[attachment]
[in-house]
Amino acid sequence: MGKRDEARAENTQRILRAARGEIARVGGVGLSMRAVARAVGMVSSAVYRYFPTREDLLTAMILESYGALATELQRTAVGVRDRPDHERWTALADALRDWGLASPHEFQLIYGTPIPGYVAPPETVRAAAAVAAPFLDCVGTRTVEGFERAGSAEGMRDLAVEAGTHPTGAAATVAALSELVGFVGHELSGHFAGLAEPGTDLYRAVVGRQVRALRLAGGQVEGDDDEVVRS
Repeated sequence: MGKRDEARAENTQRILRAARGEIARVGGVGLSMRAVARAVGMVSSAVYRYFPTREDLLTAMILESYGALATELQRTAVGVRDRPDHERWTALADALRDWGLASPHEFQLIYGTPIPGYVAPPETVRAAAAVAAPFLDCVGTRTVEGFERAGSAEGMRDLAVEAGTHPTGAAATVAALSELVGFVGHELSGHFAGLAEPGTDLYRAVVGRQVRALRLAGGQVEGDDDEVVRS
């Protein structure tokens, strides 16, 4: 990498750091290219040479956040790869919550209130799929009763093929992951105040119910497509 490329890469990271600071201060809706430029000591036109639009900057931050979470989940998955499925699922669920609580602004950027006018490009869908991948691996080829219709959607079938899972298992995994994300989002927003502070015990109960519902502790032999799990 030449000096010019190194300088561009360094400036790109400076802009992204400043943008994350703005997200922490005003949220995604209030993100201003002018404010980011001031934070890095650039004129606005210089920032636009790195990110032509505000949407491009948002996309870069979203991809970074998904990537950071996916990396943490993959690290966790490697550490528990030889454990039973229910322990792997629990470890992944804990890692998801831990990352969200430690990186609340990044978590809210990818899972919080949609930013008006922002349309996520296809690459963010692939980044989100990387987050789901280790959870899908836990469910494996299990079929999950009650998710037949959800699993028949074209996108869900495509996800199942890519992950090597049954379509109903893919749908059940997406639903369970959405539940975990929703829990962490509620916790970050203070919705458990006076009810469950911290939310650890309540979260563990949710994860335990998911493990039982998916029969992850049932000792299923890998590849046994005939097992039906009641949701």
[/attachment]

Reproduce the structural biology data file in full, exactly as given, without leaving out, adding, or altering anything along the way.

[in-house]
Amino acid sequence: MGKRDEARAENTQRILRAARGEIARVGGVGLSMRAVARAVGMVSSAVYRYFPTREDLLTAMILESYGALATELQRTAVGVRDRPDHERWTALADALRDWGLASPHEFQLIYGTPIPGYVAPPETVRAAAAVAAPFLDCVGTRTVEGFERAGSAEGMRDLAVEAGTHPTGAAATVAALSELVGFVGHELSGHFAGLAEPGTDLYRAVVGRQVRALRLAGGQVEGDDDEVVRS
Repeated sequence: MGKRDEARAENTQRILRAARGEIARVGGVGLSMRAVARAVGMVSSAVYRYFPTREDLLTAMILESYGALATELQRTAVGVRDRPDHERWTALADALRDWGLASPHEFQLIYGTPIPGYVAPPETVRAAAAVAAPFLDCVGTRTVEGFERAGSAEGMRDLAVEAGTHPTGAAATVAALSELVGFVGHELSGHFAGLAEPGTDLYRAVVGRQVRALRLAGGQVEGDDDEVVRS
């Protein structure tokens, strides 16, 4: 990498750091290219040479956040790869919550209130799929009763093929992951105040119910497509 490329890469990271600071201060809706430029000591036109639009900057931050979470989940998955499925699922669920609580602004950027006018490009869908991948691996080829219709959607079938899972298992995994994300989002927003502070015990109960519902502790032999799990 030449000096010019190194300088561009360094400036790109400076802009992204400043943008994350703005997200922490005003949220995604209030993100201003002018404010980011001031934070890095650039004129606005210089920032636009790195990110032509505000949407491009948002996309870069979203991809970074998904990537950071996916990396943490993959690290966790490697550490528990030889454990039973229910322990792997629990470890992944804990890692998801831990990352969200430690990186609340990044978590809210990818899972919080949609930013008006922002349309996520296809690459963010692939980044989100990387987050789901280790959870899908836990469910494996299990079929999950009650998710037949959800699993028949074209996108869900495509996800199942890519992950090597049954379509109903893919749908059940997406639903369970959405539940975990929703829990962490509620916790970050203070919705458990006076009810469950911290939310650890309540979260563990949710994860335990998911493990039982998916029969992850049932000792299923890998590849046994005939097992039906009641949701």